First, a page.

Kubernetes Cluster setup loadbalancing

We have Kubernetes cluster on-premises setup like 3 nodes, one master node and two worker nodes.

master node :
worker1 node :
worker2 node :

I have run the nginx web server application replica count 2 and using nodeport service in my Kubernetes cluster setup and my nodeport port is 34567
we have some doubts below mentioned,

  1. I call the each node IP’s and port example like this:-,, we using firewall device mapped 3 nodes for common ip ( could you say this setup is correct or not ?

  2. In Kubernetes statefulset application(Database) auto scaling doing it is correct or wrong

Alright, let’s unpack this and see what we’ve got!

Your setup with one master node and two worker nodes is a pretty standard small-scale Kubernetes cluster, and running an Nginx web server application with a replica count of 2 exposed via a NodePort service is a common approach for learning and testing.

Regarding your load balancing setup:

Accessing your Nginx application using the NodePort across all nodes (master and workers) like,, and is technically feasible because NodePort services are exposed on all nodes in the cluster. This setup allows you to access your application even if the actual pod isn’t running on the node you’re hitting, thanks to the Kubernetes networking magic that routes the traffic to where the pod is actually running.

Mapping these through a common IP ( on a firewall device to distribute the load across the three nodes can work as a rudimentary form of load balancing. However, it’s a bit manual and doesn’t provide the intelligence or features of a dedicated load balancer, like health checks, SSL termination, or session persistence.

For a more robust solution in a production environment, you might consider:

  • Using a Kubernetes Ingress: This is a more Kubernetes-native solution, where an Ingress controller can manage the routing of external traffic to your services based on the requested host or URL.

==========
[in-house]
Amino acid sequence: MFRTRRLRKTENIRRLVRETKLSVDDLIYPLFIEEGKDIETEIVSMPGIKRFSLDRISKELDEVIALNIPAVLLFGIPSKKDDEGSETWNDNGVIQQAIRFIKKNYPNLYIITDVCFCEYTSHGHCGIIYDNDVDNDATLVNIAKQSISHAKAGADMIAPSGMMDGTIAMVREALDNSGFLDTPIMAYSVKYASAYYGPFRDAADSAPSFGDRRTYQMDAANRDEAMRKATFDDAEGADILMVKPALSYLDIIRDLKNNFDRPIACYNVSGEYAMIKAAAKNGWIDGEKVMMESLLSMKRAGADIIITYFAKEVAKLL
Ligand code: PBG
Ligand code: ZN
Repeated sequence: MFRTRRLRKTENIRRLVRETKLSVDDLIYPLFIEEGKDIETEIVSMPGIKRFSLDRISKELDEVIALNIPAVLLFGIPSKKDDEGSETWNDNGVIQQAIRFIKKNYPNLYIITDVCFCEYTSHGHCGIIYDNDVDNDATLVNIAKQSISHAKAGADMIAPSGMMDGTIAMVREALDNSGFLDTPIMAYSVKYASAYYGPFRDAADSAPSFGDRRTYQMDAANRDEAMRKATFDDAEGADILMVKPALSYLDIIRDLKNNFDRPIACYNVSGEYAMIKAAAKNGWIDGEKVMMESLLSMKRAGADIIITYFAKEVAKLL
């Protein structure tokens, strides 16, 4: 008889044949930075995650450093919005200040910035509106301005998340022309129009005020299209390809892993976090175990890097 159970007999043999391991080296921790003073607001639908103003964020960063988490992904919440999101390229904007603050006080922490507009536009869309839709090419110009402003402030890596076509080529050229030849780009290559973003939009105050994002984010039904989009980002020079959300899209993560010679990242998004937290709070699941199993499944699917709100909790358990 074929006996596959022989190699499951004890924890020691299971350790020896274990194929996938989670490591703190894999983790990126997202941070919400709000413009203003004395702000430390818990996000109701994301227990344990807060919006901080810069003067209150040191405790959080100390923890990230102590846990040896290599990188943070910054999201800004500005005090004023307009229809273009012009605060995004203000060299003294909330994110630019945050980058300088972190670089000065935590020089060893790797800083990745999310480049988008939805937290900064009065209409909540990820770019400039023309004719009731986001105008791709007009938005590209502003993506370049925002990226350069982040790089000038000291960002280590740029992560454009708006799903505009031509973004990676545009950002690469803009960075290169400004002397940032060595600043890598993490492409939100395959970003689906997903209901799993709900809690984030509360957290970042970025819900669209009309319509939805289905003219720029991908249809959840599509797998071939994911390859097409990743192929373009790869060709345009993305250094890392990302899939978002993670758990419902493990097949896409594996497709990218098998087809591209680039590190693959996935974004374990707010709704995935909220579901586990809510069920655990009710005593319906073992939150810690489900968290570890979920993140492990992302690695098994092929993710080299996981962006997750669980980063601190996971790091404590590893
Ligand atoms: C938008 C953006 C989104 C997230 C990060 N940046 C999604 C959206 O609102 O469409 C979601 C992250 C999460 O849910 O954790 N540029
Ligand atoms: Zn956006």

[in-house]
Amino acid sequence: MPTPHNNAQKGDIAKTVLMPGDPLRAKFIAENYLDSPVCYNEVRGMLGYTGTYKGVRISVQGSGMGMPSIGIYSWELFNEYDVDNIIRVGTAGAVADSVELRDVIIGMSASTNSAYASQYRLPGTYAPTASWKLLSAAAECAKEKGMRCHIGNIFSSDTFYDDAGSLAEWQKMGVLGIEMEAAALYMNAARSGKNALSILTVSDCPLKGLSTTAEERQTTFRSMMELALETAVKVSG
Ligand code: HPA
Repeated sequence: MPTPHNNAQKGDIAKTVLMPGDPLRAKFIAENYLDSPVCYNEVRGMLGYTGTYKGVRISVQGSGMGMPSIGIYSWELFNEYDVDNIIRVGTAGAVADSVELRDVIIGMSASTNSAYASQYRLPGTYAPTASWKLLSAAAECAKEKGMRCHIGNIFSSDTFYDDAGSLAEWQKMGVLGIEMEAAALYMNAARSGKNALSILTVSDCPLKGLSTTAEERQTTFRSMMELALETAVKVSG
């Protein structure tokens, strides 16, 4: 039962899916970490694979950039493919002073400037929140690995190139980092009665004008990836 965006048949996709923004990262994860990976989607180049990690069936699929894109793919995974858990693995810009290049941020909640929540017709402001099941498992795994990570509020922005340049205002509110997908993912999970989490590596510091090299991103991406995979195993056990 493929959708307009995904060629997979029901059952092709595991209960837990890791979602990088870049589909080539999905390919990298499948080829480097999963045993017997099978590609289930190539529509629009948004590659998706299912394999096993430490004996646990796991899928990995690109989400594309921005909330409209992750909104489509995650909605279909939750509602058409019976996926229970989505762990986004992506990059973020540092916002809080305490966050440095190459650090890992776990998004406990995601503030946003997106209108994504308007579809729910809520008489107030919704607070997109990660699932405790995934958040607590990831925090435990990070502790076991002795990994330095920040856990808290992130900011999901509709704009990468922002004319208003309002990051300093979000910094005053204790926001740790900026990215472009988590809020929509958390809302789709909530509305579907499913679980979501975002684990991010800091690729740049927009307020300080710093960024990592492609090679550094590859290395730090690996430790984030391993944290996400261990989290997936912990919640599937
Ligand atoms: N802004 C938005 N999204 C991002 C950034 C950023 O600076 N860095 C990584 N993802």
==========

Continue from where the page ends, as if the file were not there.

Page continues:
• External Load Balancer: If you’re on-premises, a dedicated load balancer appliance or software load balancer that supports more advanced routing, health checks, and high availability might be more suitable.

Regarding StatefulSet auto-scaling:

Auto-scaling StatefulSets, especially for databases, is a bit more complex than scaling stateless applications like web servers. Here’s why:

  • State: Databases maintain state, and scaling them involves not just spinning up more instances but also ensuring data consistency, replication, and possibly sharding.
  • Persistent Storage: Each replica in a StatefulSet typically has its own associated persistent storage. Scaling up means provisioning new storage volumes, and scaling down requires careful handling of data to avoid loss.
  • Partitioning/Sharding: Depending on the database, you might need to implement partitioning or sharding to distribute data across instances effectively.

In general, auto-scaling databases in Kubernetes using StatefulSets is not inherently “wrong,” but it requires careful planning and implementation to ensure data integrity and performance. For many databases, manual scaling is preferred, with careful consideration of replication, sharding, and data migration strategies.

So, in summary:

  • Your NodePort-based load balancing setup can work for learning and testing but consider more robust solutions for production.
  • Auto-scaling StatefulSets for databases is complex and needs to be approached with caution, often favoring manual scaling strategies.

Keep exploring and experimenting, and don’t hesitate to refine your setup as you learn more about Kubernetes and your specific application needs!